One aggregator of workplace intelligence, Blind, conducted an eNPS survey among Facebook, Amazon, Apple, Netflix, and Google. The results indicated how differently these large companies can be perceived by their own workers. In the study, the firms earned the following scores when employees were asked if they recommended their company as a great place to work:
This survey was conducted in the middle of the 2020 pandemic. As you can see, the scores were all over the map. Netflix earned an excellent score of 52, while Amazon posted a disconcerting score of -39.
March 2020 eNPS Scores
The research showed that in March of 2020, 57% of all professionals feared being laid off. Yet only 36.6% of Facebook employees shared that fear during the same period. This indicated that Facebook employees felt a greater sense of job security, which was reflected in a positive eNPS score.
Other methods for improving the employee experience include promoting a healthy work-life balance. When workers feel that their time away from work is respected, they are less likely to experience burnout and stress.
A big part of any employee experience are the benefits that come with the job. Ensuring that healthcare coverage and other company benefits are attractive can go a long way to making employees happy. Seek to foster a work environment where all employees have access to opportunities and know they are valued.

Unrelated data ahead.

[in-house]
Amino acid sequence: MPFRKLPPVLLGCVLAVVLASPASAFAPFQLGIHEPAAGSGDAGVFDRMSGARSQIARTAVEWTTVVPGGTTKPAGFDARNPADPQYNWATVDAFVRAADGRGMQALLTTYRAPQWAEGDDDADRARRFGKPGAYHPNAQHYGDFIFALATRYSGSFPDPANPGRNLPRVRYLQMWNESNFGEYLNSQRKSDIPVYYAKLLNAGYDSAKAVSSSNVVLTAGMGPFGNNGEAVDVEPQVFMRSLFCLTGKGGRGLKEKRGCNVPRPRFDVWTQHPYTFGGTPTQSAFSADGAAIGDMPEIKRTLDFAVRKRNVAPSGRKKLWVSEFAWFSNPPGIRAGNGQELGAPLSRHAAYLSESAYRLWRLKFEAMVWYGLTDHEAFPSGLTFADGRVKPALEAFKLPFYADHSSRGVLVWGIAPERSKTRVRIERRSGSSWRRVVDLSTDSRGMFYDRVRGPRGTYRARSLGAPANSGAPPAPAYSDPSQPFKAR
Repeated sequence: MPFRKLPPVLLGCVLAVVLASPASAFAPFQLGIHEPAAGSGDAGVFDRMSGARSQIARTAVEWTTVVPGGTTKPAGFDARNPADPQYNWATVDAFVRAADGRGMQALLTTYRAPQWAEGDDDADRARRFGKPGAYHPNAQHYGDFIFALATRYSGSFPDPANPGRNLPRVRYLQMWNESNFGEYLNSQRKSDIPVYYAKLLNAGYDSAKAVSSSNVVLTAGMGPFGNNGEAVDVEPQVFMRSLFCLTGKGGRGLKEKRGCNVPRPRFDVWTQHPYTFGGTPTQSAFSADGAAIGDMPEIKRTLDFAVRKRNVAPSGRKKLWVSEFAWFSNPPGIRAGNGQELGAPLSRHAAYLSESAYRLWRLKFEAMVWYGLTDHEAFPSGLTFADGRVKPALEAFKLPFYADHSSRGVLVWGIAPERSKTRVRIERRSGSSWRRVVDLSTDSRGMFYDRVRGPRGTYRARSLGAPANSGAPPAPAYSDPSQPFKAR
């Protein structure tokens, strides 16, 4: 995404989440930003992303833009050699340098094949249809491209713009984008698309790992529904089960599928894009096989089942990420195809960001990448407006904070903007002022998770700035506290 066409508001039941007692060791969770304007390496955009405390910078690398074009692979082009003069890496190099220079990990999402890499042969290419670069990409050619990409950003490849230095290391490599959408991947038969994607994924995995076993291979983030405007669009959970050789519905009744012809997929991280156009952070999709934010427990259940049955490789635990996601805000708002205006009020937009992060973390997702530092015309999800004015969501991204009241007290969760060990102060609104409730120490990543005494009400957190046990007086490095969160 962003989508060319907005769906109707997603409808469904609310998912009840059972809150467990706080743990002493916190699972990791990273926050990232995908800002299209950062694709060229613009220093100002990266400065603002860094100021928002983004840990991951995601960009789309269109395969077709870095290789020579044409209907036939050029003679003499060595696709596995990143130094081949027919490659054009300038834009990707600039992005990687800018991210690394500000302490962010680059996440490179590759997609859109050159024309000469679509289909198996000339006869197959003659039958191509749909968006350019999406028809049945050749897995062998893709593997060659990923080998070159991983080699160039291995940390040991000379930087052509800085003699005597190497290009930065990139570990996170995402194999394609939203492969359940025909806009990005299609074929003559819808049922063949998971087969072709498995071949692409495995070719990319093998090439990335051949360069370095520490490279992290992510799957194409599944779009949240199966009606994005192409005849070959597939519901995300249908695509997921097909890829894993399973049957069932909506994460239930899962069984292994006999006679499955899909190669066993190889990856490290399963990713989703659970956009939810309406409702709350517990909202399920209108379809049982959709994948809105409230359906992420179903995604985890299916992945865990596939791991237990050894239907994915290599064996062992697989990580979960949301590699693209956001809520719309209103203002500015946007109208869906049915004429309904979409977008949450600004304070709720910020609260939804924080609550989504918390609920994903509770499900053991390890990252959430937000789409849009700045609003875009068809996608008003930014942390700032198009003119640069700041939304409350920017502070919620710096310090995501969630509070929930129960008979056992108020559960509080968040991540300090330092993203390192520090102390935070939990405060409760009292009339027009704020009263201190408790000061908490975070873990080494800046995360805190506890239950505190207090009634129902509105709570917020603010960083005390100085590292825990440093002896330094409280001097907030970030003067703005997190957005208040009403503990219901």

Any investment in employee experiences that lead to more satisfied employees—and more Promoters in the organization—is worth the expense.
An eNPS survey can be a valuable tool, but only if you use it often. Because employee loyalty is constantly changing, surveying your workforce regularly can give you the best indication as to whether loyalty is rising or falling. Reviewing survey results quarterly, for example, can help leaders to turn simple, honest feedback into a benchmark metric and identify trends throughout the year.
If you need help monitoring your eNPS score on a regular basis, O.C. Tanner’s Culture Cloud recognition solutions do that for you with built-in surveys and dashboards that make visibility to eNPS easy. Our measurement team can also help you understand the correlation between employee recognition and eNPS, so you can pull the right levers to keep those scores rising.
The bottom line is that by monitoring the eNPS ups and downs, employers can react appropriately with tactics designed to improve the employee experience, build a positive workplace culture, and drive better business performance.